BUSINESS
06/18/2009 05:53 pm ET Updated May 25, 2011

Dispatches From The Displaced: Unpaid Katrina Worker Loses Farm

Are you facing foreclosure, or have you already lost your home? Share a story of how the housing crisis has affected you by emailing submissions+foreclosure@huffingtonpost.com. And sign up here to receive updates when we publish new stories.

This is Dispatches from the Displaced, in which a homeowner tells his or her story of facing foreclosure. Yesterday we featured Pamela and Richard, who couldn't make payments after the interest rates on their loan was raised. Each weekday, 10,000 people lose their homes to foreclosure.

Today we're hearing from John McClenahan from St. Louis, MO, formerly the owner of a debris removal company. After not receiving payment for his restoration work for Hurricane Katrina, he lost his long owned business, and his home.

I lost my home and farm in February of 2006 under pressure from the bank to repay equipment loans (income producing assets) in the form of second & third mortgages wrapped back into a single, interest only loan/mortgage.

After my loans were sold from this bank to that bank & rates were rising, I finally acquired an interest-only loan by a local bank in August 2004. I knew I was being duped but what choice did I have? My wife and I needed a roof over our heads and a place to run our business.

My costs were staying the same but my income started to decline as people were starting to feel financial stress therefore they were not having as much non-emergency, selective tree work done by this time due to the war, layoffs, foreclosures in the second home (my best customers) market, ie: views, pruning, general tree maintenance.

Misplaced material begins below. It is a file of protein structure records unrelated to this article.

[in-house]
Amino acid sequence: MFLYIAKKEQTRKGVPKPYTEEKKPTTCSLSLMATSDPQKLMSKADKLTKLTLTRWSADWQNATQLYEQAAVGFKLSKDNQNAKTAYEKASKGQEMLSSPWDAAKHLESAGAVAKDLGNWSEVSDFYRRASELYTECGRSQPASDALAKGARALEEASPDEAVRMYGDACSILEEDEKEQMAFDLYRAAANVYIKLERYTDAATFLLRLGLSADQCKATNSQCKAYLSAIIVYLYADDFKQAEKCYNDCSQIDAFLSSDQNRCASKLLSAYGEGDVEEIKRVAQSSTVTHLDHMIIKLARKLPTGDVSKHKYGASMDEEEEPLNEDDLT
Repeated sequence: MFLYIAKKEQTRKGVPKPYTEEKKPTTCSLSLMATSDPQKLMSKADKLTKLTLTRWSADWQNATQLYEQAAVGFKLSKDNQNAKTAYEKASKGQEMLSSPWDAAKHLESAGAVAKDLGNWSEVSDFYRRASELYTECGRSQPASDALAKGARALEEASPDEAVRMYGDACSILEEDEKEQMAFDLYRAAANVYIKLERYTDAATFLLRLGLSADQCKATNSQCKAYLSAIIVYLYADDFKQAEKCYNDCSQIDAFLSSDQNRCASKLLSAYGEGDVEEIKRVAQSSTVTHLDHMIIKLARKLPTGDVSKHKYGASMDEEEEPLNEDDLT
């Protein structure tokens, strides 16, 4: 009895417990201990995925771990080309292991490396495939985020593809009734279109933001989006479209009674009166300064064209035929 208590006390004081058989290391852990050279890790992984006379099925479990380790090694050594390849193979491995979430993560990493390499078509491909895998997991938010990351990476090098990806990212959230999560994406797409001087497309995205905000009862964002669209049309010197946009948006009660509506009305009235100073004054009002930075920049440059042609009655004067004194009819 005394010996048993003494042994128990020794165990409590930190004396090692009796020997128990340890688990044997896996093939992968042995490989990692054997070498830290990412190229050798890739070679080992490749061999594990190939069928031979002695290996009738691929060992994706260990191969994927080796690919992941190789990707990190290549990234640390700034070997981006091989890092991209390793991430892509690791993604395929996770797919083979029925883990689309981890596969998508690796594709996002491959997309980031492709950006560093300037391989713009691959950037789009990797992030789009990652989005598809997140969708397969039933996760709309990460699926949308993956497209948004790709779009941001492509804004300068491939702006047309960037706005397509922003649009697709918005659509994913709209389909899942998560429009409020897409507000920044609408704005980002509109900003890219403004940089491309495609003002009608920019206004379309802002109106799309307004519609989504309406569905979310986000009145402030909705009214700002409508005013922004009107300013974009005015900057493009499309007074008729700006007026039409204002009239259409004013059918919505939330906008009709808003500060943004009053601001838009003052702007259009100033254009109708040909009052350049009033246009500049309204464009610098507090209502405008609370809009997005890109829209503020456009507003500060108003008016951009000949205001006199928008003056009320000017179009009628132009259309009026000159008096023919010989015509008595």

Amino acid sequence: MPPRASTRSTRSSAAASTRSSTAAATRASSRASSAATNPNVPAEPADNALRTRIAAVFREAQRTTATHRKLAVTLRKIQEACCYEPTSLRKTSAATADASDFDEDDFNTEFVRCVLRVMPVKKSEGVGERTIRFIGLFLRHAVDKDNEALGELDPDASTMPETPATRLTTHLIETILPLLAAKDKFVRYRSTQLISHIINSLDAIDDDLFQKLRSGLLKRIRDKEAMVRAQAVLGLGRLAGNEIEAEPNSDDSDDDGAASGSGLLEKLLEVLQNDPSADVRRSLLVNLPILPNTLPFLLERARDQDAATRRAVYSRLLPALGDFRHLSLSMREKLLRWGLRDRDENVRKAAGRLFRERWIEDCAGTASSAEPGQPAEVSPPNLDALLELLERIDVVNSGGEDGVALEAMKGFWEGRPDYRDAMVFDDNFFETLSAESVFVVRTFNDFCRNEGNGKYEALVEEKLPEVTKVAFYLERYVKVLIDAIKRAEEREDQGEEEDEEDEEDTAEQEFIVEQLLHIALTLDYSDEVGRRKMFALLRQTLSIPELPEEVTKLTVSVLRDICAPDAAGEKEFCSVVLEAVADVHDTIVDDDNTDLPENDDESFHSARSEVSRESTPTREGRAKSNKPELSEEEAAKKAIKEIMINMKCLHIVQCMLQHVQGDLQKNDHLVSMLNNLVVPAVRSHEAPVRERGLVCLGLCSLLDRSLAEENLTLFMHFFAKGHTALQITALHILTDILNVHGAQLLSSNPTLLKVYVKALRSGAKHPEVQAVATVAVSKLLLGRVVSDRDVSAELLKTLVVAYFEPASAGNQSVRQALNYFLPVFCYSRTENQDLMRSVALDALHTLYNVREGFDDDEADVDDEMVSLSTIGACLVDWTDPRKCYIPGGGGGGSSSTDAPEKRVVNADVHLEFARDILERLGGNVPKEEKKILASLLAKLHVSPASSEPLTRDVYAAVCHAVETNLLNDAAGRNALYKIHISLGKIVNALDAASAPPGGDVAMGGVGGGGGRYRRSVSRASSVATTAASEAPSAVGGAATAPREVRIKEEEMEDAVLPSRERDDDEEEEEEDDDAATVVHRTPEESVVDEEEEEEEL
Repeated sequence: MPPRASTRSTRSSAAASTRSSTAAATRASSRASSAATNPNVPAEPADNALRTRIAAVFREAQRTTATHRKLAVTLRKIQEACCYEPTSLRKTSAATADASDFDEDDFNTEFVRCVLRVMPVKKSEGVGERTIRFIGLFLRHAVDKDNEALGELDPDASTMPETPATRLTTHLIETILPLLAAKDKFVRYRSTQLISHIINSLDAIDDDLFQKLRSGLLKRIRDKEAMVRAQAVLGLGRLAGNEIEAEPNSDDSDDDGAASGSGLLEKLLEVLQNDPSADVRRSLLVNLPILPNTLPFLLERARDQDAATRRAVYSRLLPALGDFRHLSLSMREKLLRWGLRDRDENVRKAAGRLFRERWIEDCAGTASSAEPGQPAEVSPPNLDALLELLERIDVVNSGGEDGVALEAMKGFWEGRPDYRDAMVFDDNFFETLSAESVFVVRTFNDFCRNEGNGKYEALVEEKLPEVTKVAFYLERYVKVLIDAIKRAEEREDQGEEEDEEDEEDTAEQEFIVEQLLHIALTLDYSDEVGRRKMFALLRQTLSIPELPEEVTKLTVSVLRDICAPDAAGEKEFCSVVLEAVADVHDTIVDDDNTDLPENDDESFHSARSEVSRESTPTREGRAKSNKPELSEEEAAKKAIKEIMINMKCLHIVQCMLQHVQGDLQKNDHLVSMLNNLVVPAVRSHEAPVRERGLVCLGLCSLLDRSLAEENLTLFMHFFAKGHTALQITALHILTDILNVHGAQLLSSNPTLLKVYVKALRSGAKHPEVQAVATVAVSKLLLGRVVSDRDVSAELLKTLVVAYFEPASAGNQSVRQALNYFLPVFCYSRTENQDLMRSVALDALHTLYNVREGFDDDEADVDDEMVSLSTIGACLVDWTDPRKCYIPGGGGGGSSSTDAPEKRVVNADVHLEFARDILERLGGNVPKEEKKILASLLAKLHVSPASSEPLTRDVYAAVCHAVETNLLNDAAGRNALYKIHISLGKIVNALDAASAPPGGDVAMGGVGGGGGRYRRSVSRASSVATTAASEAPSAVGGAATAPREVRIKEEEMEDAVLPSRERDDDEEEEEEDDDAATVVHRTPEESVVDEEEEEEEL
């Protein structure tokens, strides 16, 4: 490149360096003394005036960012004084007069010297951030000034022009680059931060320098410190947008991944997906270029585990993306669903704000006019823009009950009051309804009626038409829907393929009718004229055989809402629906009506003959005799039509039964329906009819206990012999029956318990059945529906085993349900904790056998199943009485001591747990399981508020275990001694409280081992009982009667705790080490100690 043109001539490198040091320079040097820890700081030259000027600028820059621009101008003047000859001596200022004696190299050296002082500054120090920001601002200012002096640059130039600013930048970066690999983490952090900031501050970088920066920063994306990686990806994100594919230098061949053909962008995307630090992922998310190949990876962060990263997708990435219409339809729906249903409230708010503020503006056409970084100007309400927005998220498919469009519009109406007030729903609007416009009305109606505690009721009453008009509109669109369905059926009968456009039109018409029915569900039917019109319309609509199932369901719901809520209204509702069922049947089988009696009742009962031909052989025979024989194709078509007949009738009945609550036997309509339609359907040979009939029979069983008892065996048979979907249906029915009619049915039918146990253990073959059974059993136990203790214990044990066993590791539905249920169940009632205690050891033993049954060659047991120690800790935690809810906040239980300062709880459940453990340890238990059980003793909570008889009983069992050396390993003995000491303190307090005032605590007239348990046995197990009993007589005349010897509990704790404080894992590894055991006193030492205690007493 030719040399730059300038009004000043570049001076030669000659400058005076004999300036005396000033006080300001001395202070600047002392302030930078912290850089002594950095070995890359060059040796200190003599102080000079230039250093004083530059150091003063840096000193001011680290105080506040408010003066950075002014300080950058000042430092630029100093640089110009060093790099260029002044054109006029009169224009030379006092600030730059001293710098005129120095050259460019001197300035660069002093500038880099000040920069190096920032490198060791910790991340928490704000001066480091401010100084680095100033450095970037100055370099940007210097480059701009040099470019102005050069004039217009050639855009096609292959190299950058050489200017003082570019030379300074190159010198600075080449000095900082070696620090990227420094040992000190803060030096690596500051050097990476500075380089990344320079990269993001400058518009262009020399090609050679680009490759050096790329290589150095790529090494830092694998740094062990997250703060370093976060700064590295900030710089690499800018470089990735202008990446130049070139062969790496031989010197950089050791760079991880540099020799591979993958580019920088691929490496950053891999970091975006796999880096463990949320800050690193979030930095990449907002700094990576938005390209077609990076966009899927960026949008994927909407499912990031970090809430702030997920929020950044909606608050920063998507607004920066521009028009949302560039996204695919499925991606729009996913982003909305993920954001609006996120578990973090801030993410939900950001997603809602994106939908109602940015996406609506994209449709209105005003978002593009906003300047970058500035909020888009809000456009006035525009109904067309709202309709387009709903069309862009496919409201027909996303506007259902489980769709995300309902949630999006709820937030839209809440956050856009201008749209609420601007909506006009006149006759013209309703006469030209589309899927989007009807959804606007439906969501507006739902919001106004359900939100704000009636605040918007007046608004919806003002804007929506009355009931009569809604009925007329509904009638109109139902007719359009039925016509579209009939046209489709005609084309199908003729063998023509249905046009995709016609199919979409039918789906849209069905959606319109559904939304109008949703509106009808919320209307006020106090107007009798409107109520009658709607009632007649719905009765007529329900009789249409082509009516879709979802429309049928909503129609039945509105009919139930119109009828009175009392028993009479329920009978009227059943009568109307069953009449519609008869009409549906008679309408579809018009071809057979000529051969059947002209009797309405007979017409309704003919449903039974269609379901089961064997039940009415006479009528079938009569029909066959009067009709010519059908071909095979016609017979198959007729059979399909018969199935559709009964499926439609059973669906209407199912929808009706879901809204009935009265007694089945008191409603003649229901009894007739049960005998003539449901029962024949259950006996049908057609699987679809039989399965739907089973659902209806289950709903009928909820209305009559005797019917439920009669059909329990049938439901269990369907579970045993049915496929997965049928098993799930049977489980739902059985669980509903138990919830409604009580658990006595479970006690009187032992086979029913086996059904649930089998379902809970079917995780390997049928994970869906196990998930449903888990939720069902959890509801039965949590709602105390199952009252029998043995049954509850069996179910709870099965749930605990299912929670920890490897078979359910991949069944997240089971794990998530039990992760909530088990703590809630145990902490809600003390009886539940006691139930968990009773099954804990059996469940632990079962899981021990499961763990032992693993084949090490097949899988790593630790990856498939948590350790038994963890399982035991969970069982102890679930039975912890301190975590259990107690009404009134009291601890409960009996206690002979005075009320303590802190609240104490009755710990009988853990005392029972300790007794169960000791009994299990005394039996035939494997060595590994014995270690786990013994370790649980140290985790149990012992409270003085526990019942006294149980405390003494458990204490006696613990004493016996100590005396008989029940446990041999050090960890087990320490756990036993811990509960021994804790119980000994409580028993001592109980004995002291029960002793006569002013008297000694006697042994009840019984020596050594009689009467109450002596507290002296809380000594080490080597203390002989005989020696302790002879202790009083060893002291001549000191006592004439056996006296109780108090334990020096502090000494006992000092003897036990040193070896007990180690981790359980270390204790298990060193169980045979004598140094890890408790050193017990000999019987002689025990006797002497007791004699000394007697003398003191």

In September 2005 I took my tree and debris removal company to Hurricane Katrina. Hurricane work usually added an extra month or two to our annual income, and I did it gladly because I liked the feeling of helping out people in need. After being there for a month, my business liability insurance canceled. The work I had done prior to the cancellation of my business insurance was mostly for insurance companies. They never paid me. Anyone who owns a business knows it can't be run without commercial liability insurance and once canceled, good luck finding another insurer. By February 2006, my farm was foreclosed. I lost everything after working for 21 years to build my piece of the American dream quite literally by 'pulling myself up with my bootstraps'.

After Katrina the banks just kept bashing away at me until my wife and i just blew apart. we had been married since 1980. she was my college piano teacher and college sweetheart, but she couldn't take anymore and i don't blame her.

Unlike a lot of folks, I repaid all my debts. Every one. That did not get my wife, farm, home, pets or business back. My life has totally changed and I really don't know what to do. I have no medical insurance, no retirement, no savings, no outlook and I'm pushing 60. Had I known this was the final outcome, I would not have started out to chase the dream.

After his foreclosure, McClenahan was left only with a motorcycle, and spend a year and a half on the road. He now lives in an apartment in St. Louis.

Are you facing foreclosure, or have you already lost your home? Share a story of how the housing crisis has affected you by emailing submissions+foreclosure@huffingtonpost.com. And sign up here to receive updates when we publish new stories.

Find out more about Dispatches from the Displaced, HuffPost's Eyes&Ears series of reader-submitted foreclosure stories.